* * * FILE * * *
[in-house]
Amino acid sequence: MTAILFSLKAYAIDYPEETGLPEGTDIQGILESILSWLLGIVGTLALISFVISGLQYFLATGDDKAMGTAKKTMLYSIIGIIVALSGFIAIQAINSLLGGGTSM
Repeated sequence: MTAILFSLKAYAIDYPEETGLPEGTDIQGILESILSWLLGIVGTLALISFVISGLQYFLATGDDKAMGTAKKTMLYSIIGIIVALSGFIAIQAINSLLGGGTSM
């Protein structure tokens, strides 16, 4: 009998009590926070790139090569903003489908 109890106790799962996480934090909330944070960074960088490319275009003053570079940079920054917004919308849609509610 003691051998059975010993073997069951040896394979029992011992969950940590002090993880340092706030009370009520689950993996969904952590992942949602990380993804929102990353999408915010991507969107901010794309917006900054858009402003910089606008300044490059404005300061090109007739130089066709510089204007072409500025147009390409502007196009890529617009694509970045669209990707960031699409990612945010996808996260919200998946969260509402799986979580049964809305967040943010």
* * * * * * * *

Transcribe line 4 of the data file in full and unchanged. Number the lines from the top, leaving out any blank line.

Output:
């Protein structure tokens, strides 16, 4: 009998009590926070790139090569903003489908 109890106790799962996480934090909330944070960074960088490319275009003053570079940079920054917004919308849609509610 003691051998059975010993073997069951040896394979029992011992969950940590002090993880340092706030009370009520689950993996969904952590992942949602990380993804929102990353999408915010991507969107901010794309917006900054858009402003910089606008300044490059404005300061090109007739130089066709510089204007072409500025147009390409502007196009890529617009694509970045669209990707960031699409990612945010996808996260919200998946969260509402799986979580049964809305967040943010």